For those with tremors, though, the condition is visible, and one must repeatedly experience the suppositions of others. They may make interpretations and assumptions about visible tremors — wondering if the person is “nervous” or even a drug addict — which can create more stress than the actual condition. From mainstream medical journals to patient support groups, it is understood that while stress is not the primary cause of many medical conditions, it often makes symptoms much worse.

For this reason, it’s important to realize that self-judgments and perceived judgments of others generate stress and can be detrimental to your health. Self-judgments can include thinking that you are “damaged goods,” “not good enough,” or “a loser.” When chronically present, these beliefs are especially potent in their toxicity. Those who work in the field of psychoneuroimmunology and its practical application, Mind-Body Medicine, know that such negative beliefs generate pro-inflammatory biochemical reactions that affect the nervous and immune systems, often making the illness worse.

Each one of us inherits a set of genes through our biological parents, making us prone to specific diseases and medical conditions. We cannot change our DNA, but what we can change is our environment, both internal and external. In this way, the expression of disease-causing genes has the potential to be altered. Mind-Body Medicine helps people evaluate what is possible to change and gives them tools to do it. It also challenges people to think differently, find their strengths and lead empowered lives.

A competent and compassionate mind-body medicine physician, healing practitioner or psychotherapist, trained in mind-body interventions and energy psychology, is a wonderful resource. Everyone with a chronic medical condition or illness needs to be proactive in creating their own internal healing environment.

Posted by: Abby Caplin, MD | January 8, 2012

Happy New Year!

Happy New Year, everyone! I haven’t posted here for several months. Why? I’ve been writing! I hope you have, too. I’ve given myself permission to spend this year writing memoir pieces, poems and short stories. What’s your plan for this year?

I’ve also decided to offer another class in Mind-Body Health Writing to those of you who live in San Francisco. The class dates are January 29, February 5, 12, 26 and March 4. Please call me at 415-255-9981 if you are interested in taking the class. It’s always enlightening and empowering, fun for people who write, and those who don’t consider themselves writers. Let this class kick-start your new year!

 

Image

PS: This is me at the age of seven wearing a blue-striped top. My cousin Barbara (on the left) sent it to me last week. I don’t think I’ve changed all that much….

 :)

Posted by: Abby Caplin, MD | August 25, 2011

The Empowered Patient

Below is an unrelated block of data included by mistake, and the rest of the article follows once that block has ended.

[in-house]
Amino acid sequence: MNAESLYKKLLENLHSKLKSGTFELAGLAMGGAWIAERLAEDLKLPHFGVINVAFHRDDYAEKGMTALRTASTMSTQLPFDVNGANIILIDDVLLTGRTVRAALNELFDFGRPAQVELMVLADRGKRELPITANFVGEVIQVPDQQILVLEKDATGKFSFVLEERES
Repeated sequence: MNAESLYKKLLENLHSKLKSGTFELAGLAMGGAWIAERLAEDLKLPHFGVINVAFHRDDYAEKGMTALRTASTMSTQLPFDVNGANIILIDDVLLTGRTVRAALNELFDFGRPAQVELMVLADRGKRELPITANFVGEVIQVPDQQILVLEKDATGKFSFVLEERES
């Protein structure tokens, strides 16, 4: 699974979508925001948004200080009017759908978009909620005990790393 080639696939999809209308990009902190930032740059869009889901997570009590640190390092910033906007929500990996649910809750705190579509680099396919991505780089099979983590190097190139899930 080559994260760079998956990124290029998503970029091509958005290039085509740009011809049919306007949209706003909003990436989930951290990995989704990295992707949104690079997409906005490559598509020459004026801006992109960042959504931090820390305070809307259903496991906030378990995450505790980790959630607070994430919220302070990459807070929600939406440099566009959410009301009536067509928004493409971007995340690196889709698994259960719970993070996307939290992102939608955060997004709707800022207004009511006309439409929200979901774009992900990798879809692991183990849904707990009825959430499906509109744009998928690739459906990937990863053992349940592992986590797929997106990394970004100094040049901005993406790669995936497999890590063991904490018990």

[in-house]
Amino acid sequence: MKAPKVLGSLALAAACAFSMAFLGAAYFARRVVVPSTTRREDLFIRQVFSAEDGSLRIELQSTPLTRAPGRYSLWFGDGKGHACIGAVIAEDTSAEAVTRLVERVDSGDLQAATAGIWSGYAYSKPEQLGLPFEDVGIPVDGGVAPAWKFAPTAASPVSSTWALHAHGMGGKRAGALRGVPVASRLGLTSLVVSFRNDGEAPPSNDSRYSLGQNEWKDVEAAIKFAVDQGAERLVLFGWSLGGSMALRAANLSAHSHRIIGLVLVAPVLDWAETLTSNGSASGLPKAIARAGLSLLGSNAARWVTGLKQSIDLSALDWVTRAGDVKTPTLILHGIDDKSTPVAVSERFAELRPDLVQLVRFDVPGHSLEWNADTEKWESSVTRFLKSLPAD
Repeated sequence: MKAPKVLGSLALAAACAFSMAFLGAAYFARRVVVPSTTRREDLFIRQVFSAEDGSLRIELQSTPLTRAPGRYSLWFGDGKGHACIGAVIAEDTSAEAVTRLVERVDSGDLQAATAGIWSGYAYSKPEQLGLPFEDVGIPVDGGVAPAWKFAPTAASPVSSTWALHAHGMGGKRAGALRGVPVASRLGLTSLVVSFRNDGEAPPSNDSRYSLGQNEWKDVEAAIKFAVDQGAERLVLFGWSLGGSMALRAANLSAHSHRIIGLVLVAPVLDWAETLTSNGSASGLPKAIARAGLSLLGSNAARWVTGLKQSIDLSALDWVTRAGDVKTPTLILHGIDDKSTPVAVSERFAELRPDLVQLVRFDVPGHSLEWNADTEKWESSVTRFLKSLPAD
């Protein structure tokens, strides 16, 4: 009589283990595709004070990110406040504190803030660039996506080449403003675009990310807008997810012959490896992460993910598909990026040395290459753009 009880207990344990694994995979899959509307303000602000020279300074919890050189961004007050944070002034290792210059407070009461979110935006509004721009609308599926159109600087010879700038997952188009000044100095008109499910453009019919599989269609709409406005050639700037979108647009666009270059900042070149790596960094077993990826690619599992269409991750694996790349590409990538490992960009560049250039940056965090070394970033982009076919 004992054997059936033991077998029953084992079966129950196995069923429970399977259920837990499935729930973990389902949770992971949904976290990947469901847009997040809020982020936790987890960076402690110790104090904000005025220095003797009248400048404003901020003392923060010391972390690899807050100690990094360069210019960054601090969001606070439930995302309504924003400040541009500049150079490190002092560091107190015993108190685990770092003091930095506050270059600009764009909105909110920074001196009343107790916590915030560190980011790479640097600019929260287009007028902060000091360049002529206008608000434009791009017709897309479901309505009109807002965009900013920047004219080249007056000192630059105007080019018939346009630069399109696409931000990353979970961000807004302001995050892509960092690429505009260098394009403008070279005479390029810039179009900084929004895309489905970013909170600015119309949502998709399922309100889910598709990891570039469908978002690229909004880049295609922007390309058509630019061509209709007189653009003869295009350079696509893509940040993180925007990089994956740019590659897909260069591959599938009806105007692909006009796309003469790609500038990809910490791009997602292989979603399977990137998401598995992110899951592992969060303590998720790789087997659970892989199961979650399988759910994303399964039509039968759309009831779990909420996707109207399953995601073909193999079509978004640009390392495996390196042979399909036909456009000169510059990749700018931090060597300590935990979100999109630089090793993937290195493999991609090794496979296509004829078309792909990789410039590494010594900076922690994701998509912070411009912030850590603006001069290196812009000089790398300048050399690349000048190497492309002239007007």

Years ago, soon after finishing medical school, I developed a persistent ache in my upper abdomen. I worried that I had developed a stomach ulcer and sought the help of a gastroenterologist. He took my family medical history, and I dutifully reported that my mother suffered from Crohn’s disease. I wasn’t worried about having it myself, though. My two older brothers were doing fine, and the doctor didn’t seem worried about it either. He recommended and performed an upper endoscopy, putting a scope into my stomach under anesthesia and looking around. When I regained consciousness, I was aware of his sympathetic and vaguely smug smile.

“You don’t have an ulcer. I think this is a case of “medical student syndrome,’” he said. He was telling me that the stress of medical school, coupled with too much knowledge of disease acquired through four years of medical training, had made me a bit paranoid, and that this was causing the pain. I felt better believing that my symptoms were nothing serious, but also a bit foolish that I had sought his evaluation and wasted his valuable time. Unfortunately, his avuncular condescension led me to ignore my symptoms and to years of untreated Crohn’s disease.

I recently came across a book called The Empowered Patient, by Elizabeth Cohen. It’s a must read. I wish this book had been available years ago.  Elizabeth is a CNN medical correspondent, and her book is riveting and instructive.

The Empowered Patient is an easy to read guide about the realities of how to protect yourself in our current healthcare system. For example, the author gives clear instructions about how to prepare for a medical appointment and how to use the Internet (in spite of the possible eye rolling from your doctor). She shows how women are often on the receiving end of gender bias, and teaches that it’s not only OK, but vital to be assertive, persistent and trust your instincts.

The chapters include the following topics: